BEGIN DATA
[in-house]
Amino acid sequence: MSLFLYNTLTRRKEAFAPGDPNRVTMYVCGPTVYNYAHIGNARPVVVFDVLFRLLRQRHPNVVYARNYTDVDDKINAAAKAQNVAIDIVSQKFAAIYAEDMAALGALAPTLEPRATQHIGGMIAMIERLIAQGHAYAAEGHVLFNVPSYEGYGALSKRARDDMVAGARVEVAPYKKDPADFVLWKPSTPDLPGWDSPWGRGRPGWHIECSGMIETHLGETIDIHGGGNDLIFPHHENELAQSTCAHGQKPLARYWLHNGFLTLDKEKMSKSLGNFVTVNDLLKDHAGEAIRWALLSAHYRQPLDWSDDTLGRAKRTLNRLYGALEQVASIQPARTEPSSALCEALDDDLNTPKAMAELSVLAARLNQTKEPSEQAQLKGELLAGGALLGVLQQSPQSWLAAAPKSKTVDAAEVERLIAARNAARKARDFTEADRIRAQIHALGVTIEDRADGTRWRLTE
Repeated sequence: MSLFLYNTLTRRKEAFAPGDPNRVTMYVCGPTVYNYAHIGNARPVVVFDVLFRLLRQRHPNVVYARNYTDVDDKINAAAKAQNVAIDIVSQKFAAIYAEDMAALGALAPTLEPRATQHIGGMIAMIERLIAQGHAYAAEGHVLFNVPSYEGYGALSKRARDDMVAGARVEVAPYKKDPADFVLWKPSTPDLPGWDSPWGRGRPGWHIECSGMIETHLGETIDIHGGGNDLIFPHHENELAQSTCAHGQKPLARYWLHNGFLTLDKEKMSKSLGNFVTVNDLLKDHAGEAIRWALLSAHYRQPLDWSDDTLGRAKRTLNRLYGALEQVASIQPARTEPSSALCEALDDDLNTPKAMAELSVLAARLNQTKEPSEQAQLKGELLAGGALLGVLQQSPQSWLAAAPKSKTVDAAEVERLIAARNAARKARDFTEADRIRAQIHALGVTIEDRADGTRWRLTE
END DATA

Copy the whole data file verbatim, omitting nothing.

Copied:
[in-house]
Amino acid sequence: MSLFLYNTLTRRKEAFAPGDPNRVTMYVCGPTVYNYAHIGNARPVVVFDVLFRLLRQRHPNVVYARNYTDVDDKINAAAKAQNVAIDIVSQKFAAIYAEDMAALGALAPTLEPRATQHIGGMIAMIERLIAQGHAYAAEGHVLFNVPSYEGYGALSKRARDDMVAGARVEVAPYKKDPADFVLWKPSTPDLPGWDSPWGRGRPGWHIECSGMIETHLGETIDIHGGGNDLIFPHHENELAQSTCAHGQKPLARYWLHNGFLTLDKEKMSKSLGNFVTVNDLLKDHAGEAIRWALLSAHYRQPLDWSDDTLGRAKRTLNRLYGALEQVASIQPARTEPSSALCEALDDDLNTPKAMAELSVLAARLNQTKEPSEQAQLKGELLAGGALLGVLQQSPQSWLAAAPKSKTVDAAEVERLIAARNAARKARDFTEADRIRAQIHALGVTIEDRADGTRWRLTE
Repeated sequence: MSLFLYNTLTRRKEAFAPGDPNRVTMYVCGPTVYNYAHIGNARPVVVFDVLFRLLRQRHPNVVYARNYTDVDDKINAAAKAQNVAIDIVSQKFAAIYAEDMAALGALAPTLEPRATQHIGGMIAMIERLIAQGHAYAAEGHVLFNVPSYEGYGALSKRARDDMVAGARVEVAPYKKDPADFVLWKPSTPDLPGWDSPWGRGRPGWHIECSGMIETHLGETIDIHGGGNDLIFPHHENELAQSTCAHGQKPLARYWLHNGFLTLDKEKMSKSLGNFVTVNDLLKDHAGEAIRWALLSAHYRQPLDWSDDTLGRAKRTLNRLYGALEQVASIQPARTEPSSALCEALDDDLNTPKAMAELSVLAARLNQTKEPSEQAQLKGELLAGGALLGVLQQSPQSWLAAAPKSKTVDAAEVERLIAARNAARKARDFTEADRIRAQIHALGVTIEDRADGTRWRLTE